Parasite offers a roller coaster insight into the world of subtitled film

Isabella Finn

Bong Joon-ho’s four time Oscar winning satirical comedy, “Parasite” is a modern masterpiece that mirrors something similar to a Shakespearean tragedy.

The story follows the unemployed and desperately poor Kim family that undertake the opportunity to leach off of the wealthy Park household. Through deceit and scamming, the Kim family wiggle themselves into a comfortable lifestyle by employing themselves in the Park home.

It’s the classic tale of a lower class uprising like we’ve never seen before. Set in South Korea the film portrays the class discrimination between the ultra-rich and those they employ to manage their lives. The Kim family also figuratively live beneath the Park family, the Kim’s home is a basement apartment while the Park’s mansion is perched on a hill.

A metaphorical “line” is mentioned throughout the movie and it tempers with the hypothetical consequences of what should happen if it is ever “crossed”. However the employer and employee tightrope is tethered from beneath all those involved.

In contrast to most modern movies, “Parasite” uses a minimal score throughout the film. It’s forgetful song is lost while the tale plays out, the timing of the storytelling keeping to a steady beat all by itself. It is common for films to use music and dramatic scores to help develop a storyline or to create tension. Its notable absence in “Parasite” proves that it is not a necessity but a crutch.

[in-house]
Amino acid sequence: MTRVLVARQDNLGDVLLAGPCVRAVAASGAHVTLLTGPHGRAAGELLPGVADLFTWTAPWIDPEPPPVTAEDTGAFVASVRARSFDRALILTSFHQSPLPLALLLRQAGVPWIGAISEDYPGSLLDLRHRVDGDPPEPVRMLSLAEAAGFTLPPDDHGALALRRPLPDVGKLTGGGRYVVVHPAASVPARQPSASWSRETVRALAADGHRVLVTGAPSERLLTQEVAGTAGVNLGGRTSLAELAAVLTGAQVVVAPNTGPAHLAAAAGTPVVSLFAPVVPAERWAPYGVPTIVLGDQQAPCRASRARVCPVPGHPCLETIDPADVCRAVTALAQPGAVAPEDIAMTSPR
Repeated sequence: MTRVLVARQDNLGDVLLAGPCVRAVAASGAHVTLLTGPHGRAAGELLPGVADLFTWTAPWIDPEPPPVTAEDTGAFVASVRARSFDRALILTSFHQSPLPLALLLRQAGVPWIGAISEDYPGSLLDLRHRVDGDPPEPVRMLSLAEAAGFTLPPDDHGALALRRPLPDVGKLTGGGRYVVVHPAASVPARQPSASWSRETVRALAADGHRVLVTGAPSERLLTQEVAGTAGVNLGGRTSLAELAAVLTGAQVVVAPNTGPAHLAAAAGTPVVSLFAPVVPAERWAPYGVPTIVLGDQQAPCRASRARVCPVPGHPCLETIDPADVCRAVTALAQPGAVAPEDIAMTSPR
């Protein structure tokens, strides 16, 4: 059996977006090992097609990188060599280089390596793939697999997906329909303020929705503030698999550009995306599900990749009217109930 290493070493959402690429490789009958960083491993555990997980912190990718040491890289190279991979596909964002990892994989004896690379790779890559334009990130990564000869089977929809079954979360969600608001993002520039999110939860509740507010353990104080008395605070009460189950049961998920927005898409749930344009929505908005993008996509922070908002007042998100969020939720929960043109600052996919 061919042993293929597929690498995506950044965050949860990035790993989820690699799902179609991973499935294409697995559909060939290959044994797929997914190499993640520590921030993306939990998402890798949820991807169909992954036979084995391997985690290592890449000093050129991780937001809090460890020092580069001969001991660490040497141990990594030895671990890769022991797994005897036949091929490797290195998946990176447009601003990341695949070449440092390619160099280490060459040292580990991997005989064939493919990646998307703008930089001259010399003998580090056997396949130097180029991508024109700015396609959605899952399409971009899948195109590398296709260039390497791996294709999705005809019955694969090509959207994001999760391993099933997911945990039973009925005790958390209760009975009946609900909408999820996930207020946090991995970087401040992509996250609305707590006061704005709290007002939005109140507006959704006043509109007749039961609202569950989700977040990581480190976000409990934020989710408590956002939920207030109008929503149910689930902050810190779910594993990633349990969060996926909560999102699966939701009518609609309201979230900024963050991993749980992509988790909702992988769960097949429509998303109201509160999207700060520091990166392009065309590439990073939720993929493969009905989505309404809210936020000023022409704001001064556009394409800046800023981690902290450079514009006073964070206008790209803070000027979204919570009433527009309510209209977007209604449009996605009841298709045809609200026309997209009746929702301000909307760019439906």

Director and creator Bong Joon-ho’s use of basic costumes, makeup, props and shots allows for the characters to breathe and develop. This strips the viewer back to the most fundamental asset of a film, the story. The story is cunning, gritty and best viewed with very little prior understanding of what the film is actually about.

A bit of advice for the first time foreign language movie viewer is to allow yourself time when adjusting to subtitles. More familiar European languages like French or Spanish are somewhat easier on the ear due to holidays abroad, but Korean can take a minute to adapt to if you’ve never listened to it before.

Within 20 minutes of viewing, reading the inch tall subtitles will become second nature to you and you will have found the balance between studying the script and keeping an eye on the action.

Parasite swept a total of 31 awards since it was released at Cannes 2019 claiming various titles including Best Director, Best Actors and Best Original Screenplay. Bong Joon-ho’s work is described as being “genre fluid”, this is appropriate as the theme and emotions are constantly changing, putting the viewer through dramatic turmoil of the mental state. To put it bluntly it’s a roller coaster.

Parasite is the first foreign language film to win the Academy Award for Best Picture and has strengthened the possibility for more foreign language films to be recognised by the awards board. In his multiple acceptance speeches, Joon-ho spoke of his surprise to be recognised amongst big budget movie makers he admired, Martin Scorsese included. He also granted us the comical line, in broken English, “I will drink til next morning”. Drink well Joon-ho, Parasite deserves it.

Isabella Finn

Image Credit: CJ Entertainment